Blue Eye Samurai is an adult action animated series by Amber Noizumi and Michael Green and animated by Blue Spirit, a French Company. It is a Netflix anime that is set in Edo-Japan and features Mizu, who is a blue-eyed samurai who is on his journey to explore Japan for vengeance. It has been a hit-off as an anime among all the fans for its masterful story-telling. If the plot isn't enough, let's see the top ten reasons why this series is one of the best anime to watch.
1. The Story
The story of Blue Eye Samurai that was inspired by the writer's daughter, who has Blue eyes. Following her thoughts, she forged the story of Mizu, a blue-eyed kid in a world where it is not a virtue. She is an interracial woman who is considered the daughter of a white devil. When she was born, there were only four white men in Japan, out of which one was Mizu’s father, who she blames for all her bullying. By hiding her identity, she plans to kill all four of them in revenge. The story is about her character development from her stoic nature to someone who fights for the people she cares about.
2. The Suspense
Cliffhangers and violent shock scenes shine through as a highlight of the series. There are countless moments that have the audience edging towards their seats, wondering how the scene will go down. One of the battle scenes is where Mizu is on the edge of a cliff and has to fight several men to make it out alive. Or when she gets attacked by assassins while planning her final attack. There are way too many suspenseful scenes, and the series has plenty of them to keep the audience hooked right from the beginning.
3. Hidden Messages
Beyond their excellent battle scenes and animation, the series shares many important messages through its prose. One of the most important messages is that if you choose to rise above and indeed believe you are invincible, you can overcome anything. Each side character's arc on their own delivers an important message. Mizu’s self-acclaimed helper, Ringo, shares how having a disability doesn't stop you.
4. Game-Like Animation
Given that the plot, graphic battle scenes, and gory are included, what’s great about the anime is that it takes everything good about top-rated video game animation and utilizes it in the show. The battle scenes of slicing off body parts, classic blood splutters, and mountains of dead bodies are all choreographed in a way that does not feel dragged out. It also has several traditional animation styles, like Japanese bunraku puppets for telling a story and hybrid animation.
5. Action Fight Scenes
The fight scenes in the anime are a masterful testament to how these scenes can become mere fillers in the story. These scenes are well choreographed and are skilfully timed, which has the fans looking forward to watching them even if they don’t enjoy the gore.
6. Inclusion Of Special Needs Characters
Blue Eye Samurai breaks through all the stereotypes by featuring a special needs character as one of the protagonists in the story. Ringo is a noodle maker who is born without hands but has the gift of optimism, which makes him believe he is destined for greatness. This leads him to become Mizu’s sidekick, intertwining their stories to be able to deliver a message.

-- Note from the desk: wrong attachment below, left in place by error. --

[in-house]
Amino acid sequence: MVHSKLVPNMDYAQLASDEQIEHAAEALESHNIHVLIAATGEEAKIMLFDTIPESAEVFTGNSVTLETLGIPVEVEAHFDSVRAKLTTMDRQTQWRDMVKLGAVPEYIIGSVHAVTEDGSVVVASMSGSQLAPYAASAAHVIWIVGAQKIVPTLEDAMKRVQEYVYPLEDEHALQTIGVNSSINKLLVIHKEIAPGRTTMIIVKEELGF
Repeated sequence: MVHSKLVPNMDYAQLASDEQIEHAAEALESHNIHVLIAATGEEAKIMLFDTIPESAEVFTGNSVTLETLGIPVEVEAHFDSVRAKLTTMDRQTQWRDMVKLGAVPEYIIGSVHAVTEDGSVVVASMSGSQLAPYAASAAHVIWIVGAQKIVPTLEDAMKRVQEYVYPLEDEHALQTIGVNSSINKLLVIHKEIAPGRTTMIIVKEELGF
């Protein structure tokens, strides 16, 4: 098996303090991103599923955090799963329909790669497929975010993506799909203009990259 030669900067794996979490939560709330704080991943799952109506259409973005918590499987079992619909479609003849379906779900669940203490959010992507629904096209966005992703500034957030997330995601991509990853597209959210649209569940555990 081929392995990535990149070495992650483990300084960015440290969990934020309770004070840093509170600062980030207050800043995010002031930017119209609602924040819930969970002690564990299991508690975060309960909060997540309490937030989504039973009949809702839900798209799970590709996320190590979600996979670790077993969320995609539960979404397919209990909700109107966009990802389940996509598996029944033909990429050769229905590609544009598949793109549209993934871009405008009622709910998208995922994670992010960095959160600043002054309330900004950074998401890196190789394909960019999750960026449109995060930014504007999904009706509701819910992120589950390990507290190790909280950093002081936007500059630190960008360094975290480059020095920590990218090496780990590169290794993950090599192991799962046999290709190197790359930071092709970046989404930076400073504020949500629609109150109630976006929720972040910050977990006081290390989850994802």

7. Comedy Where It Fits
Mizu’s revenge is prone to becoming repetitive and monotonous if not for the smartly sprinkled comedy scenes. Taigen and Ringo, the side characters, take away the darkness of the story and add much-needed humor to the anime. They both go through a narrow mountain to encounter the enemy, where Ringo is left to deal with the enemy’s man, who didn’t talk. Later when he finally speak Ringo goes silent, and when he recovers from the shock, he asks the man if could talk.
8. Gender-Neutral Main Character
Mizu, the main character is a female but her journey adapts the identity of a man. Through the anime, she is perceived as a man by everyone who is around her. This isn’t suppressing feminists in any kind of way, but rather as one of the things she is rewriting about her fate. The audience believes Mizu likes to be seen as a man and doesn't shy away from owning up to her character. While gender neutrality isn’t played out explicitly, it is pretty obvious.
9. Accurate Description of Edo
The show is set in the post-Sengoku, Edo-Japan period, where they had a strict isolationist policy. This policy banned the movement into and outside Japan. While the audience won't ever have to experience such an era, this show does a beautiful job pulling out this century and into the works. It accurately depicts Japanese society, its patriarchy, its prejudices, and the importance of honor.
10. Enemies-to-Friends Trope
Throughout the series, Mizu and Taigen’s subplot has plenty of interesting events. At an early age, they began as rivals. Taigen is seen mistreating Mizu and tries to fight with her to prove his self-worth. As the story goes on, however, the dynamic starts to shift. During the battle scene, we can see them quarreling, but their dialogues show a hint of respect for each other. Taigen character development is seen. When he regrets the way he treated her all this time.